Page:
"My focus right now is CSU. I'm in the moment. Making the NBA is all about 'what-ifs' at this point, but it's definitely an accomplishment to be recognized," he said.

"If everything works out right, and if I have the opportunity, I'd probably enter the draft. I just want to play as long as I can. I love the game."

Head coach Layer said Smith may have what it takes to succeed in the big leagues, but must continue to work on his game.

"I think that anyone who sees Jason will realize he has great potential but he must continue to improve in order to have success at the next level," Layer said. "It is unusual to have a good skill set, great passion for the game, athleticism and versatility – all in a 7-foot frame. He has a chance to be special."

Smith's mother, Roberta, said during halftime of a recent home match against IUPUI that she is also aware of the NBA's interest in her son and the effort he needs to put forth.

"I think he will be (in the NBA) someday but he has a lot to work on," she said. "I'm definitely very proud of him."

Jason Smith knows the sky is the limit for his aspirations, yet he remains humble and grateful for his opportunities.

"Basketball has given me an education, and something I love to do," Smith said while still in that black leather chair. "I'm focused."

 

 

 

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Welcome to the block party

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Dec 112005
 
Authors: Trevor Edy

The CSU men's basketball team offered another record-tying performance (the first being a 6-0 start to the season) in Saturday night's 71-56 win over Pepperdine University. The Rams recorded 12 team blocks, tying a regular season school record en route to a 7-1 record.

Sophomore Jason Smith was the clear host of the block party in Moby Arena, registering five. Fellow big-man Michael Harrison added three.

CSU traded baskets with the Waves early, beginning with a Cory Lewis three pointer to start the game. The junior guard did not miss any of his three attempts from behind the arc and while shooting a perfect 100 percent from the field, registering 16 points, two assists and three rebounds.

"I thought Cory was the best player on the floor tonight," said head coach Dale Layer. "He continues to make great decisions down the stretch; I am thrilled with his play."

The Rams went on a 15-2 run midway through the first half to pull away from the visiting team 32-19. CSU's full court press proved to be too much for the Waves, as it created multiple turnovers before the half and fueled the Ram offense.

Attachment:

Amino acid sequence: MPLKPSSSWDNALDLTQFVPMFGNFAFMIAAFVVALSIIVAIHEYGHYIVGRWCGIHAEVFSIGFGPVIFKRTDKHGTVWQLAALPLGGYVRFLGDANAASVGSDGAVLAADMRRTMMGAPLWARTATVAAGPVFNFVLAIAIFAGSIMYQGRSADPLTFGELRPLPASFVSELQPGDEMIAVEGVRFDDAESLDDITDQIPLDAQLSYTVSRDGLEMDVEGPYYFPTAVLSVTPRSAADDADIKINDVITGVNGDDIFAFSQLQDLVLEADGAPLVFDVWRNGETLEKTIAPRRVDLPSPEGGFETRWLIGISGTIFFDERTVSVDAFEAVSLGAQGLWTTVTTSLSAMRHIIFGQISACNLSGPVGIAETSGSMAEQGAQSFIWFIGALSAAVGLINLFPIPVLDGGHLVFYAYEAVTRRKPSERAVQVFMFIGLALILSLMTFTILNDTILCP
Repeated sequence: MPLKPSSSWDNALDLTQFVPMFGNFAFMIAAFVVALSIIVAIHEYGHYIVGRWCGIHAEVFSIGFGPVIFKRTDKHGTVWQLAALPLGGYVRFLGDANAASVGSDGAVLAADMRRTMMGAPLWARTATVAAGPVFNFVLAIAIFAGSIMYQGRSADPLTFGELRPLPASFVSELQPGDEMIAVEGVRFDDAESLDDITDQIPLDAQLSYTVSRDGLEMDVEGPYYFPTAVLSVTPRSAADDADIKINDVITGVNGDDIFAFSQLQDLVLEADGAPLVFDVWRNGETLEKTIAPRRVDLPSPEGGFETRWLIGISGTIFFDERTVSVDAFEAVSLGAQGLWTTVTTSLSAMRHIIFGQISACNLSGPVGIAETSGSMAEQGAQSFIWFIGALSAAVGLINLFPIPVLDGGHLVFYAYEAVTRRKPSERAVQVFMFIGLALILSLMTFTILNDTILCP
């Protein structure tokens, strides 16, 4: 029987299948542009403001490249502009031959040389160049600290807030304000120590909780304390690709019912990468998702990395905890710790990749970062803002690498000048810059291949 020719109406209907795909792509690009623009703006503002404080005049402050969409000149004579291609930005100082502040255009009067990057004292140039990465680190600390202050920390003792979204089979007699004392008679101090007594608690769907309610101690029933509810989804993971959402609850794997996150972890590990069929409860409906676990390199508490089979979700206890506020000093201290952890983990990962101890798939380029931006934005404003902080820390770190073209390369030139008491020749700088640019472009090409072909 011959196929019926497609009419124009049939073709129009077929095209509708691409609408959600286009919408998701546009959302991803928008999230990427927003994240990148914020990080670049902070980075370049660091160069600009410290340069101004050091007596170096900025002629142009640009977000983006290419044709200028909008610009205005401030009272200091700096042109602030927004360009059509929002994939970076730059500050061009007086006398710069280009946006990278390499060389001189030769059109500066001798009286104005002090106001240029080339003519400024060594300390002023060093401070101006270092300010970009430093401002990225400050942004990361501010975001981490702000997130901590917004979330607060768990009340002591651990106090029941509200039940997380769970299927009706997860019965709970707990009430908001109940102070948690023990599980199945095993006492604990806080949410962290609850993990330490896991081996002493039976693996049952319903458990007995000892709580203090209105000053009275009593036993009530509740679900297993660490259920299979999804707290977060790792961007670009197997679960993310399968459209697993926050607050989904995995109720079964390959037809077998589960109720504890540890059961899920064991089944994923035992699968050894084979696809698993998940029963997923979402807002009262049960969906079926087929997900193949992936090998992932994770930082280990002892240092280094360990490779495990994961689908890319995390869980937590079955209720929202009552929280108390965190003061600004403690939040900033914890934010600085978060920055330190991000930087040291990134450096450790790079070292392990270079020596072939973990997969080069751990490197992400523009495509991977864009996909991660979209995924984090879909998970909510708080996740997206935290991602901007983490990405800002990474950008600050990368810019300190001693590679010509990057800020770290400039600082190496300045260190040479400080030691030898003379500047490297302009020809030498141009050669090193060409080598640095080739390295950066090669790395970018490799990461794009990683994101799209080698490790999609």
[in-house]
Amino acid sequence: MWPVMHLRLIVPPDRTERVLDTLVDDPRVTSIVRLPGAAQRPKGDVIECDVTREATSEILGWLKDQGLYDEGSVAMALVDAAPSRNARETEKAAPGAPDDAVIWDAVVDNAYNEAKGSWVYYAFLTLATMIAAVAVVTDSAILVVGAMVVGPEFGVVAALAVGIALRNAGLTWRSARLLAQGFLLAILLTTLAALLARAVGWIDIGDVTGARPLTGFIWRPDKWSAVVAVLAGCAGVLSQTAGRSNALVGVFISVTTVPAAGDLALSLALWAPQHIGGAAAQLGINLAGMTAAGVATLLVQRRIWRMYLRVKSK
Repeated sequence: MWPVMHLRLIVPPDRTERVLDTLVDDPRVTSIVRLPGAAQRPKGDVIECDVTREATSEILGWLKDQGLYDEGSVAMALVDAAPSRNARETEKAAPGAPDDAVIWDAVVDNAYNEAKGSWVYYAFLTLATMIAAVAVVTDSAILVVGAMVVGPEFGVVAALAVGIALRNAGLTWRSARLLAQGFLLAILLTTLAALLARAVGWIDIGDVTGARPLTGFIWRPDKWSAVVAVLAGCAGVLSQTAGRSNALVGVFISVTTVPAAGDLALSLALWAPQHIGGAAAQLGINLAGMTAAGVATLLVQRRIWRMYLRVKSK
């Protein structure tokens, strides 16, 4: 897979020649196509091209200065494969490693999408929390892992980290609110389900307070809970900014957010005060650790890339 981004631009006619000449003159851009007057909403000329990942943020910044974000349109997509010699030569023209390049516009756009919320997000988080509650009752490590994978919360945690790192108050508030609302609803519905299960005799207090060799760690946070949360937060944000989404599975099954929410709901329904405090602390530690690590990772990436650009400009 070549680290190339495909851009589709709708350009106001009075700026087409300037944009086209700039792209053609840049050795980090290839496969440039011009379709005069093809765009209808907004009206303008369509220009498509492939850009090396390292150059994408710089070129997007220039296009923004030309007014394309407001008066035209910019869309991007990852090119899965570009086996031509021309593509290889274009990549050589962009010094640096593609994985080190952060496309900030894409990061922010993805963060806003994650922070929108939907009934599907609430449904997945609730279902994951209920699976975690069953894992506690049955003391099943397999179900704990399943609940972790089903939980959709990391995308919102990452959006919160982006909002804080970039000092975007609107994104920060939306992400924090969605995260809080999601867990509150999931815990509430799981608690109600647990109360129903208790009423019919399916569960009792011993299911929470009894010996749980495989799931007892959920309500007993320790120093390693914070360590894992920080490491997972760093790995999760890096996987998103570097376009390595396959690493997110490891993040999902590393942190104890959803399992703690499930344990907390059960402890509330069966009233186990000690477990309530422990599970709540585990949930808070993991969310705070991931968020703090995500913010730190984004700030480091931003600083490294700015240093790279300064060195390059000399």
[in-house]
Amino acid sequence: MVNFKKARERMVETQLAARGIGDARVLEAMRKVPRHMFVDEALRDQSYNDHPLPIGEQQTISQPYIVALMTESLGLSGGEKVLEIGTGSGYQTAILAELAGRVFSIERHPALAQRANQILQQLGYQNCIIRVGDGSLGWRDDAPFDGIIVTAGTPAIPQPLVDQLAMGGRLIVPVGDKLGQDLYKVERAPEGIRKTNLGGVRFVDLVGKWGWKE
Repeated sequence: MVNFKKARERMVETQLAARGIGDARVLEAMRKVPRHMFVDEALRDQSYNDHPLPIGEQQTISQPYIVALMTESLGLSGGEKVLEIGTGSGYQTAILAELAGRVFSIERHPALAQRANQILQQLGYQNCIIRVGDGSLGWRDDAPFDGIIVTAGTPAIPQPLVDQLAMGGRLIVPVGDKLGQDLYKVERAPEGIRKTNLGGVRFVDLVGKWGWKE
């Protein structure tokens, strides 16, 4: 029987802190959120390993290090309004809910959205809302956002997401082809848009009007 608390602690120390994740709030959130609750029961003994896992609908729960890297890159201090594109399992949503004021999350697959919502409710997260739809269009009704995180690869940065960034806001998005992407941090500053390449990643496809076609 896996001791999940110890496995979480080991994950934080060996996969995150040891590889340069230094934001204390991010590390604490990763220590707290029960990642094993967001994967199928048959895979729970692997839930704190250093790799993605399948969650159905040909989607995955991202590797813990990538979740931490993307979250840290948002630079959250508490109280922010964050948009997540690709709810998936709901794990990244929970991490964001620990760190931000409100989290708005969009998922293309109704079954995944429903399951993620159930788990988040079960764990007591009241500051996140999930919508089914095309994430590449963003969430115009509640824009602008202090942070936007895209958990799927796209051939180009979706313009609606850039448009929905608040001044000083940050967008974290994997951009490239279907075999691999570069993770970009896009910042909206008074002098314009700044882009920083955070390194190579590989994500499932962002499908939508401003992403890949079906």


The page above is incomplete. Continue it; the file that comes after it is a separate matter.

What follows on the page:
The crowd of nearly 4,000 erupted into a frenzy right before the half when Harrison threw down a dunk off a Sean Morris assist. The highlight play put an exclamation point on the Rams' 41-28 halftime lead.

The Waves' Michael Gerrity led the Pepperdine offense by scoring 17 points in the contest and seemed to give the CSU defense trouble at the guard position.

"Gerrity is the best point guard we have seen so far," Layer said.

Gerrity fouled out in the second half due to the relentless defensive pressure of Lewis and freshman guard Chris Harris.

The Rams came out of the locker room strong in the second half by stretching their lead to 50-30 with a Stephan Gilling three-pointer. The freshman guard finished the night 3-for-4 from three-point range with nine points. Smith showed he has some range on his shot as the 7-footer hit multiple jumpers on the night and finished with 16 points and eight rebounds.

Pepperdine put together a run of their own outscoring the Rams 15-2 to bring them within seven points. But it was CSU's deep bench that pulled the game out of reach for the Waves.

The Rams' bench outscored Pepperdine's 22-10.

"I thought our bench gave us a big lift, we had fresh legs when (Pepperdine) was tired…I thought that was the difference tonight," Layer said.

Sophomore Sean Morris led the charge off the bench with 10 points, along with fellow sophomore Stuart Creason's six.

CSU's defense once again rose to the occasion by holding Pepperdine to a dismal 29 percent shooting from the floor. The Rams are holding opponents to 36 percent shooting on the season.